WASHINGTON — Colonoscopic fecal microbiota transplant achieved a 91% success rate in treating patients with recurrent C. difficile infection, or CDI, according to a study presented here.
“Patients with [recurrent] CDI often fail multiple courses of standard [drug therapy],” Mark Mellow, MD, said at the American College of Gastroenterology’s Annual Scientific Meeting and Postgraduate Course. “[Fecal microbiota transplant] is a viable treatment option for patients who have had previous bouts of CDI.”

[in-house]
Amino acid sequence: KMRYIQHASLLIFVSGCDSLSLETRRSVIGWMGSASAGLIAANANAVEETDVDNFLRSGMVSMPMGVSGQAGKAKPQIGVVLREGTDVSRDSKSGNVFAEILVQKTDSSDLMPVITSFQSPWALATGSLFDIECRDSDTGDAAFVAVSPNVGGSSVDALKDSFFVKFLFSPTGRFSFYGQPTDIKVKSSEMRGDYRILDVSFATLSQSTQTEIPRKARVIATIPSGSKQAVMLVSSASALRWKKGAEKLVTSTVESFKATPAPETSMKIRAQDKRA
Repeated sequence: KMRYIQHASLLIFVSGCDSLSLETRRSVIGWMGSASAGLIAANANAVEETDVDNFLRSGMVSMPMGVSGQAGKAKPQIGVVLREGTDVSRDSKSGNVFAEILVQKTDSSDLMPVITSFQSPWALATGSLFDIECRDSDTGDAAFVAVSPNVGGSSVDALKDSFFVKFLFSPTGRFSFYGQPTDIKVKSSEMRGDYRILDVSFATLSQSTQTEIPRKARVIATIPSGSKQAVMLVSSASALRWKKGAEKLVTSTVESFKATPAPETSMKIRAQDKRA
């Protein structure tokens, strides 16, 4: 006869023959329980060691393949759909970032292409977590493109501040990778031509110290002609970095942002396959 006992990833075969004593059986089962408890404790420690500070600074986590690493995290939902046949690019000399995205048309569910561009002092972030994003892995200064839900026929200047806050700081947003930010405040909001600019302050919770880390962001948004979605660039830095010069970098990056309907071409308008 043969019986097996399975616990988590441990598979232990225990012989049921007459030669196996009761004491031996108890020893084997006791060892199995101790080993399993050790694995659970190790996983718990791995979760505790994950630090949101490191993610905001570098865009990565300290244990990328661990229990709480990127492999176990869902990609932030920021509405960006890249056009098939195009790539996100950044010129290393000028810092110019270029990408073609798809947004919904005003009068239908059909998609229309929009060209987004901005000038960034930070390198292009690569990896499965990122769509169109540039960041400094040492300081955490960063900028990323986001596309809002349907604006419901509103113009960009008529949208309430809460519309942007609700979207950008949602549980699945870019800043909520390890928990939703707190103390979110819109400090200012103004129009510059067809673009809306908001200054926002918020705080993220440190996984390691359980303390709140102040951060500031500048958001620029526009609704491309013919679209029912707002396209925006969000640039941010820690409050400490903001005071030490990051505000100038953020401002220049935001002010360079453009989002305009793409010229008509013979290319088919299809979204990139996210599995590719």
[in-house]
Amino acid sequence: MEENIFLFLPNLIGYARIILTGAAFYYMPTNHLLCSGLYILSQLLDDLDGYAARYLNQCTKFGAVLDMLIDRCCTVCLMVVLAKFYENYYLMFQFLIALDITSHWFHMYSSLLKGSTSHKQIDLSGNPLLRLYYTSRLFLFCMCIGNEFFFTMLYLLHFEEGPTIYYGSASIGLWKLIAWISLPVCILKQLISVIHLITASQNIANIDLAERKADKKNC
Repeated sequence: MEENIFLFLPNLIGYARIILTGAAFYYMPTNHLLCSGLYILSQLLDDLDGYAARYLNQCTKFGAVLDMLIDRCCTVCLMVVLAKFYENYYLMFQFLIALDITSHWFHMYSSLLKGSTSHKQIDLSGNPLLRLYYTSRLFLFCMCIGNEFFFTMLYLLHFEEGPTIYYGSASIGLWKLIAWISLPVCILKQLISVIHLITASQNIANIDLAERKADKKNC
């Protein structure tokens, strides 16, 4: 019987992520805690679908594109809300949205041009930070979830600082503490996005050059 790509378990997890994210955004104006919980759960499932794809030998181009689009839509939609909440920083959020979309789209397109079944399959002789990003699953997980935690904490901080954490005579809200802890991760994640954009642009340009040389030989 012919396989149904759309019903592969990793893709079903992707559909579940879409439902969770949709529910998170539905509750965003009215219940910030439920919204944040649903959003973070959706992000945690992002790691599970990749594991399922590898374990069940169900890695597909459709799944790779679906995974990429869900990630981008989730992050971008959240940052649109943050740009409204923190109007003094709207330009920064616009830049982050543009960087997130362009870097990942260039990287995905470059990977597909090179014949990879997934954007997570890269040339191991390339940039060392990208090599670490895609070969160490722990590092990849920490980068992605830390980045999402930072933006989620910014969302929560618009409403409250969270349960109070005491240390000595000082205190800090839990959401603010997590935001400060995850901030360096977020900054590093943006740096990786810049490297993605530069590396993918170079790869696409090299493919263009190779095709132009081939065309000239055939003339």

Study participants at five U.S. centers completed a 36-item questionnaire administered by mail or phone.
The mean response time to fecal microbiota transplant was 6 days, with a mean illness duration of 11 months. The mean follow-up duration was 17 months, and the response to transplant was sustained, with no patients developing recurrent CDI without subsequent antibiotics.
The CDI of study participants had previously failed to respond to alternative antibiotics, pulse and tapered vancomycin, and probiotics.
“We have to — as physicians and laymen — not think of stool as just a smelly and inert substance,” Mellow said. “It’s a very biologically active substance. We know that bacteria can secrete material that kills pathogens. … There are so many things that bacteria do.”